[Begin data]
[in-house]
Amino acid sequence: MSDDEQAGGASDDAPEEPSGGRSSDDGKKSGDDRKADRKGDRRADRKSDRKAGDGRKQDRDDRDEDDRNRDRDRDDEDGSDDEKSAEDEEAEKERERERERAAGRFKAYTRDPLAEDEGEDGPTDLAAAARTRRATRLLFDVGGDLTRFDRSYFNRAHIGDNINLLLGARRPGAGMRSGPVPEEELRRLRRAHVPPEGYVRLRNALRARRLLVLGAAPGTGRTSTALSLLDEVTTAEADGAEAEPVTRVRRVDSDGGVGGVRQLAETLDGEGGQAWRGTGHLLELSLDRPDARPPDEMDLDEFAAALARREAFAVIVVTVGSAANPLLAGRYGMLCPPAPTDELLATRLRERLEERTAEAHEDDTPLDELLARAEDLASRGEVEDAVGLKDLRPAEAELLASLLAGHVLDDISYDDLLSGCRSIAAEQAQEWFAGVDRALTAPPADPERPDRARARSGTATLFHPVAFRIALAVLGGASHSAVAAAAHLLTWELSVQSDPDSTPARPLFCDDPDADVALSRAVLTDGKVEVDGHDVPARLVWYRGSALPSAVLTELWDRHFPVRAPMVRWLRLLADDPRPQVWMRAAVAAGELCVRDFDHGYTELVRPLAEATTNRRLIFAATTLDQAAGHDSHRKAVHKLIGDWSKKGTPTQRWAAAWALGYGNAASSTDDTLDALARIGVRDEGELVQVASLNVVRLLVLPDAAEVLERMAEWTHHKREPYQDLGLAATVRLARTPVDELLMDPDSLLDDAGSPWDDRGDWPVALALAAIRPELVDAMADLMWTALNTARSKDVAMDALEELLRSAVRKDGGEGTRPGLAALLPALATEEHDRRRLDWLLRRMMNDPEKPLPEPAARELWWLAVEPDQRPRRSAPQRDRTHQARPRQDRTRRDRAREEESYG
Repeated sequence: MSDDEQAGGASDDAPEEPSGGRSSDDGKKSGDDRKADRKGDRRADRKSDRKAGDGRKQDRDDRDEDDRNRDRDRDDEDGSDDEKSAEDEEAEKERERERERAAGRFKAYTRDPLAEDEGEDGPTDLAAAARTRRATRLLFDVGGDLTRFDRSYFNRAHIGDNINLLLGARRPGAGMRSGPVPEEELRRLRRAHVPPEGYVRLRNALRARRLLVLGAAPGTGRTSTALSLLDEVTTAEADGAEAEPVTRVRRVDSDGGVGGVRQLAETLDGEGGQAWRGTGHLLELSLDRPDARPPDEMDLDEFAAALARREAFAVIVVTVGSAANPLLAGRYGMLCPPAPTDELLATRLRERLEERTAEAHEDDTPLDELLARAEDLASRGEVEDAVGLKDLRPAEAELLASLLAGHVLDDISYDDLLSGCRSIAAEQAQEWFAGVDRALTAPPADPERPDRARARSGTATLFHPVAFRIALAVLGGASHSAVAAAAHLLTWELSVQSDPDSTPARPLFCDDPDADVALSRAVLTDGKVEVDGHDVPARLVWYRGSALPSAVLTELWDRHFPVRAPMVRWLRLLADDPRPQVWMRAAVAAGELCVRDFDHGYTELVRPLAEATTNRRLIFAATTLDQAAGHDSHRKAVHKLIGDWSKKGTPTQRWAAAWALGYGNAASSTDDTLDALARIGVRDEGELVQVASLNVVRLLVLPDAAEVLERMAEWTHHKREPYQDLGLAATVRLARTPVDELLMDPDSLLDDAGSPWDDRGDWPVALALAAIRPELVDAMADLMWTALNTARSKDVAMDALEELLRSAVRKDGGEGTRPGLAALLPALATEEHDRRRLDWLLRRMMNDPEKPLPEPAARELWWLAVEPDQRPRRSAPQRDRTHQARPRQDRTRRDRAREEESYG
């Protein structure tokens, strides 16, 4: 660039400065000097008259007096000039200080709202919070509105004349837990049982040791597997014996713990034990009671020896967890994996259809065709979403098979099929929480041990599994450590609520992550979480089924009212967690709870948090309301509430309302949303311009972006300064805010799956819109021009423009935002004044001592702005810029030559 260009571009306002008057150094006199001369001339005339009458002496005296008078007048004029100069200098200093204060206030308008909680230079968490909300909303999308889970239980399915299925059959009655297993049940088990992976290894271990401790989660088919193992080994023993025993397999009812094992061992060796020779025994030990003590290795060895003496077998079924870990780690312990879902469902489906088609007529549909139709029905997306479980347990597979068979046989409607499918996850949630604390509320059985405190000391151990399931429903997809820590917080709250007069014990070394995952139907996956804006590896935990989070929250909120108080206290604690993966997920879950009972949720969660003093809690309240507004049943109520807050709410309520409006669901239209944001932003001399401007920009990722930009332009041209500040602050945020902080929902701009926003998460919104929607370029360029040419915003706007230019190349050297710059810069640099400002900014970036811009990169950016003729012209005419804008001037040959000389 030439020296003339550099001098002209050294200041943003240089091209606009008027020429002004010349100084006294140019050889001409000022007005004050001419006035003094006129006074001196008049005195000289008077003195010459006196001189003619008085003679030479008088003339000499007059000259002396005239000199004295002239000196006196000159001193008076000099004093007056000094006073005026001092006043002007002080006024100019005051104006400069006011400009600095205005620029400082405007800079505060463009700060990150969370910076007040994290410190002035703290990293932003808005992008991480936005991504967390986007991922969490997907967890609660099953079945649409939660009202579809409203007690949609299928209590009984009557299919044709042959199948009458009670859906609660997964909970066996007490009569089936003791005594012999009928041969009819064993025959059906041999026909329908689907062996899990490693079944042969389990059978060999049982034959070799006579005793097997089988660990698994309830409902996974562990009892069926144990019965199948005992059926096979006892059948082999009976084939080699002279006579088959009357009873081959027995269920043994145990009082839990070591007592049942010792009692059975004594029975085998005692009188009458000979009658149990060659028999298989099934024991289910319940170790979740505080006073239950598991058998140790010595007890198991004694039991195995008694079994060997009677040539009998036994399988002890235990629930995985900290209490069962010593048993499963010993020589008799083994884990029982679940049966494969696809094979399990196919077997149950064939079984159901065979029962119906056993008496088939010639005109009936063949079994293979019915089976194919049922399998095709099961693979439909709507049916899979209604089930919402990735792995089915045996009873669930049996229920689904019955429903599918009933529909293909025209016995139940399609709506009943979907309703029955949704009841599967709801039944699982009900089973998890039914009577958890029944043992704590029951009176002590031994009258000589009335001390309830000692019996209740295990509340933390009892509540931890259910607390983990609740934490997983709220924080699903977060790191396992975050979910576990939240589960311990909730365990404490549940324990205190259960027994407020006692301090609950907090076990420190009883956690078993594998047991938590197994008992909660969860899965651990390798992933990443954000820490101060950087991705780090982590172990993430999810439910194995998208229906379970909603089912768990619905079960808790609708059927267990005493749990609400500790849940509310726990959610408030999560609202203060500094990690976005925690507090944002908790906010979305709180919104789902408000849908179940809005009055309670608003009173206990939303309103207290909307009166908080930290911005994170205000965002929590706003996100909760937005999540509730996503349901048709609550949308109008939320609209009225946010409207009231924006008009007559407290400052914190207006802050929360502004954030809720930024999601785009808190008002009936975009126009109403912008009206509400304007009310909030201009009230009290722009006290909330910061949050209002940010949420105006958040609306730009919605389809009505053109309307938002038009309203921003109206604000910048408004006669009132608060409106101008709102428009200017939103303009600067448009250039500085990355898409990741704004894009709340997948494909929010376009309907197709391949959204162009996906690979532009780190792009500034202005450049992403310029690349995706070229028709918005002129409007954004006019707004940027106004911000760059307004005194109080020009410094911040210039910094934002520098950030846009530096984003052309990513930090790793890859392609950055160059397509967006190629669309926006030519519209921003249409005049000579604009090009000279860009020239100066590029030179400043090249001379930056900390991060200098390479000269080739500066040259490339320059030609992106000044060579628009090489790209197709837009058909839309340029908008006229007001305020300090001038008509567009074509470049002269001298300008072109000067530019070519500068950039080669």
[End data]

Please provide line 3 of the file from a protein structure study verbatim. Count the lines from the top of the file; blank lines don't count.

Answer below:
Repeated sequence: MSDDEQAGGASDDAPEEPSGGRSSDDGKKSGDDRKADRKGDRRADRKSDRKAGDGRKQDRDDRDEDDRNRDRDRDDEDGSDDEKSAEDEEAEKERERERERAAGRFKAYTRDPLAEDEGEDGPTDLAAAARTRRATRLLFDVGGDLTRFDRSYFNRAHIGDNINLLLGARRPGAGMRSGPVPEEELRRLRRAHVPPEGYVRLRNALRARRLLVLGAAPGTGRTSTALSLLDEVTTAEADGAEAEPVTRVRRVDSDGGVGGVRQLAETLDGEGGQAWRGTGHLLELSLDRPDARPPDEMDLDEFAAALARREAFAVIVVTVGSAANPLLAGRYGMLCPPAPTDELLATRLRERLEERTAEAHEDDTPLDELLARAEDLASRGEVEDAVGLKDLRPAEAELLASLLAGHVLDDISYDDLLSGCRSIAAEQAQEWFAGVDRALTAPPADPERPDRARARSGTATLFHPVAFRIALAVLGGASHSAVAAAAHLLTWELSVQSDPDSTPARPLFCDDPDADVALSRAVLTDGKVEVDGHDVPARLVWYRGSALPSAVLTELWDRHFPVRAPMVRWLRLLADDPRPQVWMRAAVAAGELCVRDFDHGYTELVRPLAEATTNRRLIFAATTLDQAAGHDSHRKAVHKLIGDWSKKGTPTQRWAAAWALGYGNAASSTDDTLDALARIGVRDEGELVQVASLNVVRLLVLPDAAEVLERMAEWTHHKREPYQDLGLAATVRLARTPVDELLMDPDSLLDDAGSPWDDRGDWPVALALAAIRPELVDAMADLMWTALNTARSKDVAMDALEELLRSAVRKDGGEGTRPGLAALLPALATEEHDRRRLDWLLRRMMNDPEKPLPEPAARELWWLAVEPDQRPRRSAPQRDRTHQARPRQDRTRRDRAREEESYG